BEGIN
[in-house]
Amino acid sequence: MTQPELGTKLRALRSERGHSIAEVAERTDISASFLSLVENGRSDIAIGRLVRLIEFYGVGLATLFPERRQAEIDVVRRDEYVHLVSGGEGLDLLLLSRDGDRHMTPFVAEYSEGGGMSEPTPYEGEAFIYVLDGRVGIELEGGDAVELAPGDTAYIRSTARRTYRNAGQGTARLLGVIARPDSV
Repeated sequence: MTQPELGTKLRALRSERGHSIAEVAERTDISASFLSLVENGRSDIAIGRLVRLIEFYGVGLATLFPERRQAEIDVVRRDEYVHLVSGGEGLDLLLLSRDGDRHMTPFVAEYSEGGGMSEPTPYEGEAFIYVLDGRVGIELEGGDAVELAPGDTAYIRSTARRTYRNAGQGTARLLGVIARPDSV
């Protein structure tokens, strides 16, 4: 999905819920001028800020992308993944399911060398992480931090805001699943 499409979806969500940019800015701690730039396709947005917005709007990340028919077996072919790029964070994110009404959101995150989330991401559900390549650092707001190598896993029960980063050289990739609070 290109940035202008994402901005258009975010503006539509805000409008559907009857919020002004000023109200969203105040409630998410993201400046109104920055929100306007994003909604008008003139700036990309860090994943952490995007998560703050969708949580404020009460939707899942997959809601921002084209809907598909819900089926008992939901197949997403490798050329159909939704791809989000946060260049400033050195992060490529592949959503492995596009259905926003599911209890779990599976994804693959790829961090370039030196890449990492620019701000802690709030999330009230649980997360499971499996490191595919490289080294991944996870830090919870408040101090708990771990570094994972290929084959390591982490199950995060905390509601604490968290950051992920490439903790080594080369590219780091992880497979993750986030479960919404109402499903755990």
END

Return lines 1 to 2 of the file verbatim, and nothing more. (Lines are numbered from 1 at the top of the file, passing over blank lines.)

[in-house]
Amino acid sequence: MTQPELGTKLRALRSERGHSIAEVAERTDISASFLSLVENGRSDIAIGRLVRLIEFYGVGLATLFPERRQAEIDVVRRDEYVHLVSGGEGLDLLLLSRDGDRHMTPFVAEYSEGGGMSEPTPYEGEAFIYVLDGRVGIELEGGDAVELAPGDTAYIRSTARRTYRNAGQGTARLLGVIARPDSV